In defence of the X-factor

In defence of the X-factor


norman lebrecht

October 15, 2010

Two cultural arguments were advanced in last night’s Battle of Ideas debate in vindication of the gladiatorial television contest that has created a feeding frenzy in British mass media.

The New Culture Forum founder Peter Whittle suggested that Simon Cowell’s ruthlessly commercial competition was useful corrective to the anti-competitive ethos fostered in UK schools – the politically correct attitude that ‘everyone must have prizes’.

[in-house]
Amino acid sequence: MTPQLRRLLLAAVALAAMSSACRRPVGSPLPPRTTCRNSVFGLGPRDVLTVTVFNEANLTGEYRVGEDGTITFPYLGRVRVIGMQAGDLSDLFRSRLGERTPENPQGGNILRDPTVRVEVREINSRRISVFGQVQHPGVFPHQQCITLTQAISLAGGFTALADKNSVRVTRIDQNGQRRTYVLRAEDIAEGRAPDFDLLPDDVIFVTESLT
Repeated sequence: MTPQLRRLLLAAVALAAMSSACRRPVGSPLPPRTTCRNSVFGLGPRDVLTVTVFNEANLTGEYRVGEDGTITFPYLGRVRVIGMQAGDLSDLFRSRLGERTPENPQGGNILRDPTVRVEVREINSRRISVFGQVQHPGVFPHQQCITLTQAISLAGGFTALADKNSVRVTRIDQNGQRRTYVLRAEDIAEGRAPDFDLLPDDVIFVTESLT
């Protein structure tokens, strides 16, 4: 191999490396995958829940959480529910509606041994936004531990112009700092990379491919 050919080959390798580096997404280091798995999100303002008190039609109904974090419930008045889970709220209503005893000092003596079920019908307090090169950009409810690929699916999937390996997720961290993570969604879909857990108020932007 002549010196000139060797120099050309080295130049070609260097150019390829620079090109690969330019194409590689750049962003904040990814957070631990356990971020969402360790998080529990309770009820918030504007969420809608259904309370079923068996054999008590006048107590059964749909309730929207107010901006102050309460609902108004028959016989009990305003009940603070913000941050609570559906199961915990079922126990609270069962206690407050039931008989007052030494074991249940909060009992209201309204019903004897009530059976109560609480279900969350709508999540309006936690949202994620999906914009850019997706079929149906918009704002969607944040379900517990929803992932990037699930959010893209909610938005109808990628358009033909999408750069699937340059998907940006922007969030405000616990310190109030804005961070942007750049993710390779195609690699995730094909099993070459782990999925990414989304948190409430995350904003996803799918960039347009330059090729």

And Mark Frith, editor of Time Out London, volunteered that Cowell had, wittingly or otherwise, exposed the real cruelties of the music business and empowered aspirants to deal with record producers from a greater knowledge base.

Other contributors assailed television’s loss of confidence in pursuing slick contests. The BBC came in for stick for its alliance with Andrew Lloyd Webber and its derogation of serious arts programming to similar ingredients. Cowell could be laughed off for what he is – a successful producer of pap. No-one rose to defend the BBC.